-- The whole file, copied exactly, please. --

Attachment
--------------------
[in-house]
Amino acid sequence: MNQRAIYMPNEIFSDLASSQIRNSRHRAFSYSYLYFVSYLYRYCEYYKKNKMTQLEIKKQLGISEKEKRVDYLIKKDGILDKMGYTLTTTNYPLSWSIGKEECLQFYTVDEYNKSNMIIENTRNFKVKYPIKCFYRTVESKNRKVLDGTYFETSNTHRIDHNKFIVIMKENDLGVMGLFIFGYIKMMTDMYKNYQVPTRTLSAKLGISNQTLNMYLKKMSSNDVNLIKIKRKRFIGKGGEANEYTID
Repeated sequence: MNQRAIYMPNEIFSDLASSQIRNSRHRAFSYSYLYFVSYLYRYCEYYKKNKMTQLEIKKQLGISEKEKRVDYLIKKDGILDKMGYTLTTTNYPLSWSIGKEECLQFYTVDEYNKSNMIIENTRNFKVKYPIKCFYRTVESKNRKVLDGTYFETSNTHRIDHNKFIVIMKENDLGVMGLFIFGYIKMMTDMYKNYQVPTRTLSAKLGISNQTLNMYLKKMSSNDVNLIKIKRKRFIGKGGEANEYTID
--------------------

[in-house]
Amino acid sequence: MNQRAIYMPNEIFSDLASSQIRNSRHRAFSYSYLYFVSYLYRYCEYYKKNKMTQLEIKKQLGISEKEKRVDYLIKKDGILDKMGYTLTTTNYPLSWSIGKEECLQFYTVDEYNKSNMIIENTRNFKVKYPIKCFYRTVESKNRKVLDGTYFETSNTHRIDHNKFIVIMKENDLGVMGLFIFGYIKMMTDMYKNYQVPTRTLSAKLGISNQTLNMYLKKMSSNDVNLIKIKRKRFIGKGGEANEYTID
Repeated sequence: MNQRAIYMPNEIFSDLASSQIRNSRHRAFSYSYLYFVSYLYRYCEYYKKNKMTQLEIKKQLGISEKEKRVDYLIKKDGILDKMGYTLTTTNYPLSWSIGKEECLQFYTVDEYNKSNMIIENTRNFKVKYPIKCFYRTVESKNRKVLDGTYFETSNTHRIDHNKFIVIMKENDLGVMGLFIFGYIKMMTDMYKNYQVPTRTLSAKLGISNQTLNMYLKKMSSNDVNLIKIKRKRFIGKGGEANEYTID